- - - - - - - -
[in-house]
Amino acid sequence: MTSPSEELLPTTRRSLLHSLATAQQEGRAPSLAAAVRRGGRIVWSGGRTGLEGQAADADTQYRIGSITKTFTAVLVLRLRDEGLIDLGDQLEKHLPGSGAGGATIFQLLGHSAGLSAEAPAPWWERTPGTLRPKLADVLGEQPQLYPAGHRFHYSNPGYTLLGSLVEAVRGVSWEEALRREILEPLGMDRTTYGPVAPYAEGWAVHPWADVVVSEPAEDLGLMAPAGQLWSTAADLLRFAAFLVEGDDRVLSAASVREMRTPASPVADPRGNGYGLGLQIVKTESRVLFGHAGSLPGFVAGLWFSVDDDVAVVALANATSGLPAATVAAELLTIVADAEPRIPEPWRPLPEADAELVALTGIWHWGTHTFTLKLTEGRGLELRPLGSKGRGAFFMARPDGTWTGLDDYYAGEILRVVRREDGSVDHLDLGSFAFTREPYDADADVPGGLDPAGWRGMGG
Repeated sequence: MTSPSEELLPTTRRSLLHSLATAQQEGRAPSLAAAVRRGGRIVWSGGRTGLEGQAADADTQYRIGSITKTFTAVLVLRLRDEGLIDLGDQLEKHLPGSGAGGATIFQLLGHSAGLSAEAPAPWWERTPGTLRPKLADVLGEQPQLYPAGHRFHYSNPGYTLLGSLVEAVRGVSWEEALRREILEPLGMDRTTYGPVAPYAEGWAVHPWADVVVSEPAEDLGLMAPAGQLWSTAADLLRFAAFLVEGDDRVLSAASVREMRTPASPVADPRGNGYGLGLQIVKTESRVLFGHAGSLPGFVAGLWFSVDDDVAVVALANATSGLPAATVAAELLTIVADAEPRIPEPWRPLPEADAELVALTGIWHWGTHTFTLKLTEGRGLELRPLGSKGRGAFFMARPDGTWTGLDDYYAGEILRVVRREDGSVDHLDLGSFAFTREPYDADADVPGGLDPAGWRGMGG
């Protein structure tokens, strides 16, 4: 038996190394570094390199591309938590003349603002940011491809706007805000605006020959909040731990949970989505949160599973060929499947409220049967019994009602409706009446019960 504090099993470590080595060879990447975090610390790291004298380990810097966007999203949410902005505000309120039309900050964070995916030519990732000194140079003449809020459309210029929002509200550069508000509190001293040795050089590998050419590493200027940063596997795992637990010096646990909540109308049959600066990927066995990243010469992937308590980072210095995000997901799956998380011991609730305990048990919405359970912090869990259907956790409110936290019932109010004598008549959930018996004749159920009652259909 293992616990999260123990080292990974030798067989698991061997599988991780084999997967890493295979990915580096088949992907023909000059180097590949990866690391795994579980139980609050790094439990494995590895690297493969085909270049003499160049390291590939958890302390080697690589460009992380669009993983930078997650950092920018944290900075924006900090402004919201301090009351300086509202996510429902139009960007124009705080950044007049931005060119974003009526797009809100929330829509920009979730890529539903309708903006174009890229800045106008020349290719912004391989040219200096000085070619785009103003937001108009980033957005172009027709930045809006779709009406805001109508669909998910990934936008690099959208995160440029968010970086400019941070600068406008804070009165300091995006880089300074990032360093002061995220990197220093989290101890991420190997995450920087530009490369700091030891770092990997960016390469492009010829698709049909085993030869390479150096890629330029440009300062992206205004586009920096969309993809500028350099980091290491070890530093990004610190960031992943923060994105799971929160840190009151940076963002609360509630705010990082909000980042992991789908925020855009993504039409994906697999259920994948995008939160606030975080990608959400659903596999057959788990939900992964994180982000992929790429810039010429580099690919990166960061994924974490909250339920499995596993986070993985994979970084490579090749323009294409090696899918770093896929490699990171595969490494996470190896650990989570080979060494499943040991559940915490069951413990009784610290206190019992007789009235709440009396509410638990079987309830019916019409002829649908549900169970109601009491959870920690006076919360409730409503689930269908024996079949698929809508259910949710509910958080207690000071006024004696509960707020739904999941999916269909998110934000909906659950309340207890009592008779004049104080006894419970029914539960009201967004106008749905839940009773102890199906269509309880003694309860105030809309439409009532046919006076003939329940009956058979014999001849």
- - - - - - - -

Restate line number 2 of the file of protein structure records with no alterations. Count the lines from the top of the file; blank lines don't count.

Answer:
Amino acid sequence: MTSPSEELLPTTRRSLLHSLATAQQEGRAPSLAAAVRRGGRIVWSGGRTGLEGQAADADTQYRIGSITKTFTAVLVLRLRDEGLIDLGDQLEKHLPGSGAGGATIFQLLGHSAGLSAEAPAPWWERTPGTLRPKLADVLGEQPQLYPAGHRFHYSNPGYTLLGSLVEAVRGVSWEEALRREILEPLGMDRTTYGPVAPYAEGWAVHPWADVVVSEPAEDLGLMAPAGQLWSTAADLLRFAAFLVEGDDRVLSAASVREMRTPASPVADPRGNGYGLGLQIVKTESRVLFGHAGSLPGFVAGLWFSVDDDVAVVALANATSGLPAATVAAELLTIVADAEPRIPEPWRPLPEADAELVALTGIWHWGTHTFTLKLTEGRGLELRPLGSKGRGAFFMARPDGTWTGLDDYYAGEILRVVRREDGSVDHLDLGSFAFTREPYDADADVPGGLDPAGWRGMGG